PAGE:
Dr David Heymann, who formerly headed the WHO’s emergencies department, told the Associated Press that the leading theory out of many put forward to explain the spread of the disease was sexual transmission at raves in Europe.
Monkeypox has not previously triggered widespread outbreaks beyond Africa, where it is endemic in animals.
The WHO has recorded more than 90 cases of monkeypox in a dozen countries including Canada, Spain, Israel, France, Switzerland, the US and Australia. On Monday, Denmark announced its first case, Portugal revised its total up to 37, Italy reported one further infection and Britain added 37 more cases.
Germany has four confirmed cases linked to exposure at “party events… where sexual activity took place” in Spain’s Canary Islands and in Berlin, according to a government report obtained by the AP.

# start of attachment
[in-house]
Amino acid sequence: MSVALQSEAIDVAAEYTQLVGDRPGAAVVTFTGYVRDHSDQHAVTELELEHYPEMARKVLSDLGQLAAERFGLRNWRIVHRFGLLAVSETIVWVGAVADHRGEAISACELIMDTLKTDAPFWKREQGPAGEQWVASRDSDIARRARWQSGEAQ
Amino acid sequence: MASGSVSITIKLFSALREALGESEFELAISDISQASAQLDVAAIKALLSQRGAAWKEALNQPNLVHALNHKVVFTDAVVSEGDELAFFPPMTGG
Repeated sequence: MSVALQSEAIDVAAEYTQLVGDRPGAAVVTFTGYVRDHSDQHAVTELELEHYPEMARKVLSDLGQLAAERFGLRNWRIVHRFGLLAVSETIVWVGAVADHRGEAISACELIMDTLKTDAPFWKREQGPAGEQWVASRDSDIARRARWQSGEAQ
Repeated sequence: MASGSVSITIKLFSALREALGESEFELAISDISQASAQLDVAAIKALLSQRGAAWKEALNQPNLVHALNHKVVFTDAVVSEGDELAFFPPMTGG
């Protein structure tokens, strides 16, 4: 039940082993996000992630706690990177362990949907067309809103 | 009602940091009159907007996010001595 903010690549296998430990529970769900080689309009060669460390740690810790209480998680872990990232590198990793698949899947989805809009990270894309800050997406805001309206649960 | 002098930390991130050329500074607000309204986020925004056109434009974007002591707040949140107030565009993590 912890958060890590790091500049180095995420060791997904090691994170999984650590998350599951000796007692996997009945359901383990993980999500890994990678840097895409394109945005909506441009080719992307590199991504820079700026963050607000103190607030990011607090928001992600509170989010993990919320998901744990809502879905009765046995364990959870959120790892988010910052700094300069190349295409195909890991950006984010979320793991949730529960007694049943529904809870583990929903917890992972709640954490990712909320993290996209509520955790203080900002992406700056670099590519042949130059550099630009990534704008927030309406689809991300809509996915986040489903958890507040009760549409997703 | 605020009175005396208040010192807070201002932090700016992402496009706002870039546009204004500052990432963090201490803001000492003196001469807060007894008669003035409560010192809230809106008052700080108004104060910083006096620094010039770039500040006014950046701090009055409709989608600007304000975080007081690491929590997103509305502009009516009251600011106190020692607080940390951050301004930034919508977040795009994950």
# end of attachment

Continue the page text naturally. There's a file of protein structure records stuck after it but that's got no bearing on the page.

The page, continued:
The UK Health Security Agency (UKHSA) said a total of 70 cases have been confirmed in England since May 7.
Scotland confirmed its first case on Monday, bringing the UK total to 71.
“We know monkeypox can spread when there is close contact with the lesions of someone who is infected, and it looks like sexual contact has now amplified that transmission,” said Dr Heymann.
That marks a significant departure from the disease’s typical pattern of spread in central and western Africa, where people are mainly infected by animals like wild rodents and primates and outbreaks have not spilled across borders.
Dr Heymann, who is also a professor of infectious diseases at the London School of Hygiene and Tropical Medicine, said: “It’s very possible there was somebody who got infected, developed lesions on the genitals, hands or somewhere else, and then spread it to others when there was sexual or close physical contact.
“And then there were these international events that seeded the outbreak around the world, into the US and other European countries. This is not Covid. We need to slow it down, but it does not spread in the air and we have vaccines to protect against it.”
Symptoms of monkeypox in humans
A rash usually appears 1 to 5 days after the first symptoms. The rash often begins on the face, then spreads to other parts of the body.
Full list of symptoms:
- a high temperature
- a headache
- muscle aches
- swollen glands
- shivering (chills)
The symptoms usually clear up in 2 to 4 weeks.